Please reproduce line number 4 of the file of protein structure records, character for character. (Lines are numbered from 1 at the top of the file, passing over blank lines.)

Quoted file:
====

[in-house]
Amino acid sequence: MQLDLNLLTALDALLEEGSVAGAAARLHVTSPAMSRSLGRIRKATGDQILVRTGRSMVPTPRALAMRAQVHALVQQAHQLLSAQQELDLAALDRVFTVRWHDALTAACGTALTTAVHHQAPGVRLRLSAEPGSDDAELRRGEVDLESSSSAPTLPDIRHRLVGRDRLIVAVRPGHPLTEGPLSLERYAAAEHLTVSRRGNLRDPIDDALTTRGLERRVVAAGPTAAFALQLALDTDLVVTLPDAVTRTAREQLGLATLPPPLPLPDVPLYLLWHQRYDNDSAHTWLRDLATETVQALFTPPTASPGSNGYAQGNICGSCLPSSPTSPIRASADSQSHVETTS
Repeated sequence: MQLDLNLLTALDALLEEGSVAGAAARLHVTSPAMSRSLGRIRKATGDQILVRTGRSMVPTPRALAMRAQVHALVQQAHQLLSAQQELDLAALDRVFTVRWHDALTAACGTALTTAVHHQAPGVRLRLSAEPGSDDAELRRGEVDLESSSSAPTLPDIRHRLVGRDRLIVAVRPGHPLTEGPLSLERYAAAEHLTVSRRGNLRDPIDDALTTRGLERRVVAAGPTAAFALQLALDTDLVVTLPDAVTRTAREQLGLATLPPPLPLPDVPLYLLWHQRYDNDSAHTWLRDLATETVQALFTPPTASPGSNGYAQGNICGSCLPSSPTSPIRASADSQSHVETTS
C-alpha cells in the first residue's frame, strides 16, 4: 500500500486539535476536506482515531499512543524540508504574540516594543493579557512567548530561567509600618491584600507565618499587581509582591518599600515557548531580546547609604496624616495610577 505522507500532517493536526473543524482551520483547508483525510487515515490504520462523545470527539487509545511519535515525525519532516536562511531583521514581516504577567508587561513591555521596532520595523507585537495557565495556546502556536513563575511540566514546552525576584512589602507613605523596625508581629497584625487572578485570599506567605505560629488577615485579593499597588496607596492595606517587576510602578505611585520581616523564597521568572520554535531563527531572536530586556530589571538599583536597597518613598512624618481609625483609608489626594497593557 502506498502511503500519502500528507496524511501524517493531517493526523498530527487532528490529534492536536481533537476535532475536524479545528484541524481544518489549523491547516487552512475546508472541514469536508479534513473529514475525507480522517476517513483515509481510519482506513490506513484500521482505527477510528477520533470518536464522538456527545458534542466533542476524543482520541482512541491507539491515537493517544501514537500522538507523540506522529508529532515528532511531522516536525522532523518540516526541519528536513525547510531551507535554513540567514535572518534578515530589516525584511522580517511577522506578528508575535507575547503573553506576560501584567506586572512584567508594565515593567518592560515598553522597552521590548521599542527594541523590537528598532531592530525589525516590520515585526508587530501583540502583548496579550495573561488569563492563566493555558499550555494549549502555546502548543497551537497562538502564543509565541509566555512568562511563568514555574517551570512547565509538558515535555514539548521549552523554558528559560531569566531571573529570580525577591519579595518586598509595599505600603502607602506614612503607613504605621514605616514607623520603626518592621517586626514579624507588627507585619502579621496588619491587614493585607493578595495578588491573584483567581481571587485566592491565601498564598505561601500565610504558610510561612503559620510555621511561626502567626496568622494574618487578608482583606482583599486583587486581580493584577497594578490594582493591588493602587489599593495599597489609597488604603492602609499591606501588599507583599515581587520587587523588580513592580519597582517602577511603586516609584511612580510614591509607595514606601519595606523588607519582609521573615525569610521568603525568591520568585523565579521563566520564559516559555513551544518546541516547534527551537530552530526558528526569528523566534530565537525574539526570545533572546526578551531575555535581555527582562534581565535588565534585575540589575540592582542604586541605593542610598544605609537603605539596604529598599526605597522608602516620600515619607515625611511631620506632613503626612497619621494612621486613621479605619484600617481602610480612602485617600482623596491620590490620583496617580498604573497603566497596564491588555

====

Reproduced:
C-alpha cells in the first residue's frame, strides 16, 4: 500500500486539535476536506482515531499512543524540508504574540516594543493579557512567548530561567509600618491584600507565618499587581509582591518599600515557548531580546547609604496624616495610577 505522507500532517493536526473543524482551520483547508483525510487515515490504520462523545470527539487509545511519535515525525519532516536562511531583521514581516504577567508587561513591555521596532520595523507585537495557565495556546502556536513563575511540566514546552525576584512589602507613605523596625508581629497584625487572578485570599506567605505560629488577615485579593499597588496607596492595606517587576510602578505611585520581616523564597521568572520554535531563527531572536530586556530589571538599583536597597518613598512624618481609625483609608489626594497593557 502506498502511503500519502500528507496524511501524517493531517493526523498530527487532528490529534492536536481533537476535532475536524479545528484541524481544518489549523491547516487552512475546508472541514469536508479534513473529514475525507480522517476517513483515509481510519482506513490506513484500521482505527477510528477520533470518536464522538456527545458534542466533542476524543482520541482512541491507539491515537493517544501514537500522538507523540506522529508529532515528532511531522516536525522532523518540516526541519528536513525547510531551507535554513540567514535572518534578515530589516525584511522580517511577522506578528508575535507575547503573553506576560501584567506586572512584567508594565515593567518592560515598553522597552521590548521599542527594541523590537528598532531592530525589525516590520515585526508587530501583540502583548496579550495573561488569563492563566493555558499550555494549549502555546502548543497551537497562538502564543509565541509566555512568562511563568514555574517551570512547565509538558515535555514539548521549552523554558528559560531569566531571573529570580525577591519579595518586598509595599505600603502607602506614612503607613504605621514605616514607623520603626518592621517586626514579624507588627507585619502579621496588619491587614493585607493578595495578588491573584483567581481571587485566592491565601498564598505561601500565610504558610510561612503559620510555621511561626502567626496568622494574618487578608482583606482583599486583587486581580493584577497594578490594582493591588493602587489599593495599597489609597488604603492602609499591606501588599507583599515581587520587587523588580513592580519597582517602577511603586516609584511612580510614591509607595514606601519595606523588607519582609521573615525569610521568603525568591520568585523565579521563566520564559516559555513551544518546541516547534527551537530552530526558528526569528523566534530565537525574539526570545533572546526578551531575555535581555527582562534581565535588565534585575540589575540592582542604586541605593542610598544605609537603605539596604529598599526605597522608602516620600515619607515625611511631620506632613503626612497619621494612621486613621479605619484600617481602610480612602485617600482623596491620590490620583496617580498604573497603566497596564491588555